Antidepressants during pregnancy `not linked` to autism risk in kids
Washington – A new study, conducted to find why an increasing number of children are being diagnosed with autism, has found that there is no link between the of antidepressant medication – the so-called SSRIs – during the course of pregnancy and the risk of having a child with autism.
Previous research has shown that the risk of having a child with autism is up to five times greater for pregnant women who take antidepressant medication.
In a large register study, Jakob Christensen, researcher at Aarhus University and staff specialist at Aarhus University Hospita, and his colleagues from Aarhus University and Aarhus University Hospital have followed more than 600,000 Danish children born in the period between 1996-2006.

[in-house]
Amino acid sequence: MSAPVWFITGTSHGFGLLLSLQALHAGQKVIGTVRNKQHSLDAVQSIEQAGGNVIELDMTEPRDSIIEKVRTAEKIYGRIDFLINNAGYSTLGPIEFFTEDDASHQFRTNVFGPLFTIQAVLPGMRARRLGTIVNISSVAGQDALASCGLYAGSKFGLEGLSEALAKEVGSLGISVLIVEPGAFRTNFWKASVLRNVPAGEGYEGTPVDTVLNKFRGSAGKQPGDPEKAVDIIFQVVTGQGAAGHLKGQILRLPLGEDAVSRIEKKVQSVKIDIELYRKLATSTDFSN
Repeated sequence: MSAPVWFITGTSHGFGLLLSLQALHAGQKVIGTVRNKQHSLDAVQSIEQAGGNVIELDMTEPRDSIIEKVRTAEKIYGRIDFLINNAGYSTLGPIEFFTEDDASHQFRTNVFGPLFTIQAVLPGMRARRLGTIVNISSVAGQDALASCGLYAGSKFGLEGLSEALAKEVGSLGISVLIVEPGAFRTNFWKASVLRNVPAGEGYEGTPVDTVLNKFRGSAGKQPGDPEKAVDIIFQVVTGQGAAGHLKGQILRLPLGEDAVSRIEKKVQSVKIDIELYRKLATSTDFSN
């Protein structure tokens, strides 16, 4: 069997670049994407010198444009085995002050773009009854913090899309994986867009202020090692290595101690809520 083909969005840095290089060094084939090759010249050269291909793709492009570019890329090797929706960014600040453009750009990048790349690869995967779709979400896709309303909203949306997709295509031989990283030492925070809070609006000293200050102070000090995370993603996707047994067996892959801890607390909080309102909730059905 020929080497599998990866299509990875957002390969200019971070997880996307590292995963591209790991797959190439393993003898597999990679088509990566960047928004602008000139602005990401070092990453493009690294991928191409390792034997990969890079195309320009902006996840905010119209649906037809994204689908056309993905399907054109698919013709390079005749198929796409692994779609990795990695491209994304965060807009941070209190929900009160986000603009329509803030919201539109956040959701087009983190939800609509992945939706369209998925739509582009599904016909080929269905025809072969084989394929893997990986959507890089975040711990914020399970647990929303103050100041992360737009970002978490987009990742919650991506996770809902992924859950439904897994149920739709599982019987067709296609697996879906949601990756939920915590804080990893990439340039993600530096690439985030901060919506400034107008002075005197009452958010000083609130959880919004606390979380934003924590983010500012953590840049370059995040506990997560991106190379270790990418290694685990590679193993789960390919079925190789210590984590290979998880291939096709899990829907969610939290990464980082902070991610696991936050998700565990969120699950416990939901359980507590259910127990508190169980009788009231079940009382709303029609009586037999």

The initial results of the Danish study showed that there was almost a two percent risk of having a child with autism for pregnant women who take antidepressant medication during their pregnancy.
For women who do not take antidepressant medication during pregnancy the risk was 1.5 percent. But the researchers also analysed siblings and parents’ psychiatric diagnoses. And when these are taken into account the risk is shown to be minimal.
“By analysing data for siblings we can see that the risk of having a child with autism is largely the same regardless of whether the mother takes antidepressant medication or not during the pregnancy,” Christensen said.
The researchers cannot thereby demonstrate that the medication is to blame for autism in children.
The study was published in journal Clinical Epidemiology.